Ad Astra suffers from an identity crisis: it's a visceral, sometimes jaw-dropping piece of genre cinema, ricocheting from action to sci-fi to horror, in the guise of a ponderous male melodrama. This is a common ailment for movies desperate to prove how important they are, as if weighty backstory and solemn voiceover narration automatically lend a film greater value. It's a shame that Ad Astra feels the need to obscure its propulsive, exciting vision through pseudo-profound rambling about the nature of man in an unknowable universe; if the film had embraced what it truly is, it could have been a thunderous success.
Replication plays a major role in Blade Runner 2049, not only in the centrality of its replicant characters—uncanny androids who have developed (or learned how to imitate) the human capacity for rebellion—but also in its status as a sequel to 1982’s influential sci-fi neo-noir. Ridley Scott’s Blade Runner envisioned a near future bathed in neon and obsessed with simulacra, smuggling themes of affect and reality into a pulpy story of a grizzled “blade runner” tasked with eliminating troublesome replicants. Those themes might not be as profound as Blade Runner often makes them out to be—the question of what it means to be human is posed in a broad, cursory manner, more of a plot device than a thematic exploration—but the film is a stylistic masterwork, offering a chaotic, cyber-dystopian world that has become entrenched in our pop-culture consciousness.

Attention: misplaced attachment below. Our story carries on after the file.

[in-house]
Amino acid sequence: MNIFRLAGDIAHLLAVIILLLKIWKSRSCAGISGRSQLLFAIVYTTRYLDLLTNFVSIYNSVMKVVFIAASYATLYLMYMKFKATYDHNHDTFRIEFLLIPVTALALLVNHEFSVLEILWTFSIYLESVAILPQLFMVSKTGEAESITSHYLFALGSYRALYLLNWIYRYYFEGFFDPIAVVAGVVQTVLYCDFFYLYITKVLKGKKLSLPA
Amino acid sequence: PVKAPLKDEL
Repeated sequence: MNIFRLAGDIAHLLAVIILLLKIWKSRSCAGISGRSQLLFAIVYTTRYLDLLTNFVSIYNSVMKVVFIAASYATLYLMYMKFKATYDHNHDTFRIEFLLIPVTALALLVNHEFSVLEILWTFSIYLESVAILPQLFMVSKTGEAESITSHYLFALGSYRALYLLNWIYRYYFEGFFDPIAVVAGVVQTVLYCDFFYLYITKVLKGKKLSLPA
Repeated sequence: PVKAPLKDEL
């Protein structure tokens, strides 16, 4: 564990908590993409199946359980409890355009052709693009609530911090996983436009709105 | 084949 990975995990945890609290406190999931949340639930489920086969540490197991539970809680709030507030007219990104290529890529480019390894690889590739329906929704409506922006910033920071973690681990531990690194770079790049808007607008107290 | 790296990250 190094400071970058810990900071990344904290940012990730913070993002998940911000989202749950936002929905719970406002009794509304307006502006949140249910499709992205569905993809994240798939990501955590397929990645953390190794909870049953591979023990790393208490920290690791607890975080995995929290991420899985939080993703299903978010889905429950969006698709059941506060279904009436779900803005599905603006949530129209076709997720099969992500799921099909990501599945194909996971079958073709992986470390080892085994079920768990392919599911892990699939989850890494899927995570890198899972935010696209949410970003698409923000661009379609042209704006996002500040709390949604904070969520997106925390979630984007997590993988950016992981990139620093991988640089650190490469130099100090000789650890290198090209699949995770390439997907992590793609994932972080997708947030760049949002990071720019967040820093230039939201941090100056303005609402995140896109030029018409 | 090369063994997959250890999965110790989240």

If nothing else, Hard to Be a God will almost certainly lay claim to the title of 2015’s most disgusting cinematic experience. The world we see during the film’s three hours is grimy, shitstained, festering and noisome (we can almost smell the screen); the sets are typically smeared with a combination of mud and something less pleasant, and the soundtrack is a near-constant parade of belches, squeals, and tormented yells marked by uneasy silence. The camera inches through claustrophobic spaces, an array of obstructions (various meats, dead animals) hanging from the ceiling. Then, of course, there are the disembowelments and beheadings. This might not be the most alluring sales pitch, but thankfully Hard to Be a God can be regarded as much more than just a vile horror show, a miserable wallow in human awfulness; there is existential mystery and aesthetic wonder beside the repugnance.